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Archaeological Museum of Kalamata

The Archaeological Museum of Kalamata is located at the junction of Benaki and Papazoglou streets, in a 19th-century building, which was granted to the Archaeological Society by Antonios Benakis, also known for the museum he founded in Athens bearing his name. It is built in the folk architectural style, with tile roof and attic, and extends on three floors.

The exhibits that were housed in the Museum until recently cover a period from the Copper Age to the Roman times, their majority deriving from the wider area of Messenia. Among them there are statues or fragments of them, findings from burial excavations, capitals, fragments from Roman house mosaic floors, ceramic and copper utensils, craters, vessels, as well as jewellery and seals.

In 2008 the Archaeological Museum of Kalamata ceased its function. The building now houses the offices of the Archaeological Museum of Messenia, where the exhibits have been transferred.

The Archaeological Museum of Kalamata, more commonly known as “Benakeio”, taken from the name of the donor of the three-storey building that housed it until recently, first opened in 1971 to house a number of findings, all from the broader region of Messinia and dating from the Bronze Era to the Roman Period. The museum’s building, a donation by Antonios Benakis to the Greek Archaeological Service, sustained extensive damage from the Kalamata earthquake of 1986, and thus a long series of repairs and maintenance started, lasting until 1995.

The museum spreads over two floors. The ground floor had four rooms. In the first room the visitor could see, among other things, a marble headless statue of the Hera Borghese type, from Kyparissia; a marble herma dating to the first post-Christian centuries from ancient Messene; a marble female body with the horn of Amalthea from ancient Koroni, as well as various other fragments. In the second room, the visitor could see various exhibits relating to burial customs, while the third room contained a decorated statue base from Koroni, a column with two inscribed votings from ancient Thouria, as well as various capitals and marble bases. Parts of mosaic floors from Roman-era houses were on display in the last room.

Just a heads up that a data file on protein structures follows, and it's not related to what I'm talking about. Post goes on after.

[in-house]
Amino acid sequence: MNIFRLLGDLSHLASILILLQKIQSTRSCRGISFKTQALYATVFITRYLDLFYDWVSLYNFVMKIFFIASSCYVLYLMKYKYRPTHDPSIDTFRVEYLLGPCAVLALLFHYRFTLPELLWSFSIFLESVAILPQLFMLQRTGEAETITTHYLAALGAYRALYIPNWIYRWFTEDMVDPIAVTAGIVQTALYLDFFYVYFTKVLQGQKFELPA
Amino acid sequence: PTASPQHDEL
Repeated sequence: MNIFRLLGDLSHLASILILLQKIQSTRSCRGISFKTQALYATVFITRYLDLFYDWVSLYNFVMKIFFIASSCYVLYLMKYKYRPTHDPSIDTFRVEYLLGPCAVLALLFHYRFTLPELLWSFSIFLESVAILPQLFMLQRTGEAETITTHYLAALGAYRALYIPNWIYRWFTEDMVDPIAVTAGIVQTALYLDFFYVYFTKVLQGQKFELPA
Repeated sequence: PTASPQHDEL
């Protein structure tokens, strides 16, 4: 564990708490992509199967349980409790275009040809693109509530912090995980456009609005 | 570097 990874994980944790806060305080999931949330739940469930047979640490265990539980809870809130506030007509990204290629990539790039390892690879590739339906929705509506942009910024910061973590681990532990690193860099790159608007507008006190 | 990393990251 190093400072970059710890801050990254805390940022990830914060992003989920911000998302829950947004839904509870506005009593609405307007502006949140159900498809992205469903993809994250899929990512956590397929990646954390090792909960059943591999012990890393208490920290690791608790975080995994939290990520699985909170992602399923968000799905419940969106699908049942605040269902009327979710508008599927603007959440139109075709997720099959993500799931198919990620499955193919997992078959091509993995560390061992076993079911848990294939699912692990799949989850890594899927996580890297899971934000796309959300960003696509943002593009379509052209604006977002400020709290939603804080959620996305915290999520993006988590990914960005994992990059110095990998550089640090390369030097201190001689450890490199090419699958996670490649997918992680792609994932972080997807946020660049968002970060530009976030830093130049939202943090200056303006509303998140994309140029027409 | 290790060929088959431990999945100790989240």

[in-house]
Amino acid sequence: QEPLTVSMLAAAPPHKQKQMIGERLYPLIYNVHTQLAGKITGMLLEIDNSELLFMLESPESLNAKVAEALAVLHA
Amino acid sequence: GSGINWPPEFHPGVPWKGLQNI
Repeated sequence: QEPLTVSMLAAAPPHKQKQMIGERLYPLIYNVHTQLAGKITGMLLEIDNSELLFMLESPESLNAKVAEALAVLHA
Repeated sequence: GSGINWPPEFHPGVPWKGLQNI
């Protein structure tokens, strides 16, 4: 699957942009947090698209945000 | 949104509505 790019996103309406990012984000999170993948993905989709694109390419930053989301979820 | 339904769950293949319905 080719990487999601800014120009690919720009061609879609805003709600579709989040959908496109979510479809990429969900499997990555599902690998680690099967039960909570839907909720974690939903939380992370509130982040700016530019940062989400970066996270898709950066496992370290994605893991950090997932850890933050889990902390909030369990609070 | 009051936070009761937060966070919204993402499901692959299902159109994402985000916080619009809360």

The second floor, which opened in 1998 and was dedicated to the prehistoric and early historic years of the Messinian region, also had four rooms: The first contained findings from the settlement and the Mycenaean tholos tomb excavated in Nichoria, a region west of Kalamata, which appears to have been inhabited from the Middle Helladic period to the Byzantine era. In the second room, the visitor was also able to see findings from Nichoria, such as vases, stone tools, figurines, textile weaving tools, and so on, as well as findings from tombs excavated in Karpofora, Rizomylo, Dara and Vathyrema. The third room contained displays from the prehistoric acropolis of Malthi, close to Vassiliko in northern Messinia, while the fourth room was intended for more recent findings from various regions of Messinia, such as Akovitika, Raches, Diodia, Ellinika, and so on.

It is therefore apparent that this was a museum of particular interest. As of 2008, however, it was closed down with the purpose of moving its exhibits to the Archaeological Museum of Messinia, located in Apostolon Square. There, the visitor will have the opportunity of seeing the collections within a broader context and admire the historical wealth of the wider Messinian region.

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